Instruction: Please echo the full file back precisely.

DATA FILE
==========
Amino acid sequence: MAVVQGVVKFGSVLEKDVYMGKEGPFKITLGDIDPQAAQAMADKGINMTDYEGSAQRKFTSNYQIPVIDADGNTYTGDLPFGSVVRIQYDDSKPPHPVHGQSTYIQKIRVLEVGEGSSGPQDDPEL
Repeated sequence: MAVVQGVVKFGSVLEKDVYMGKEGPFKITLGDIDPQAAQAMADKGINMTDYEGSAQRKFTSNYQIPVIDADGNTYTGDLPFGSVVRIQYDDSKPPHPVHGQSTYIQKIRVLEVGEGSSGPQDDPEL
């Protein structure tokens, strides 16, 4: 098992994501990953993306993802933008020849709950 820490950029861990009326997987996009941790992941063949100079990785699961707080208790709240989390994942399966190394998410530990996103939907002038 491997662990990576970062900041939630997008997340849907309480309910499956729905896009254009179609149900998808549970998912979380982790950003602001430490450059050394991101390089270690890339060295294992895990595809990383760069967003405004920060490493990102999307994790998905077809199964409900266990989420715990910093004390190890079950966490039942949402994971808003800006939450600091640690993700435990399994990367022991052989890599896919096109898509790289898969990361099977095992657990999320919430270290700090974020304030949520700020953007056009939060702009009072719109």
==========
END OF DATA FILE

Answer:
Amino acid sequence: MAVVQGVVKFGSVLEKDVYMGKEGPFKITLGDIDPQAAQAMADKGINMTDYEGSAQRKFTSNYQIPVIDADGNTYTGDLPFGSVVRIQYDDSKPPHPVHGQSTYIQKIRVLEVGEGSSGPQDDPEL
Repeated sequence: MAVVQGVVKFGSVLEKDVYMGKEGPFKITLGDIDPQAAQAMADKGINMTDYEGSAQRKFTSNYQIPVIDADGNTYTGDLPFGSVVRIQYDDSKPPHPVHGQSTYIQKIRVLEVGEGSSGPQDDPEL
């Protein structure tokens, strides 16, 4: 098992994501990953993306993802933008020849709950 820490950029861990009326997987996009941790992941063949100079990785699961707080208790709240989390994942399966190394998410530990996103939907002038 491997662990990576970062900041939630997008997340849907309480309910499956729905896009254009179609149900998808549970998912979380982790950003602001430490450059050394991101390089270690890339060295294992895990595809990383760069967003405004920060490493990102999307994790998905077809199964409900266990989420715990910093004390190890079950966490039942949402994971808003800006939450600091640690993700435990399994990367022991052989890599896919096109898509790289898969990361099977095992657990999320919430270290700090974020304030949520700020953007056009939060702009009072719109």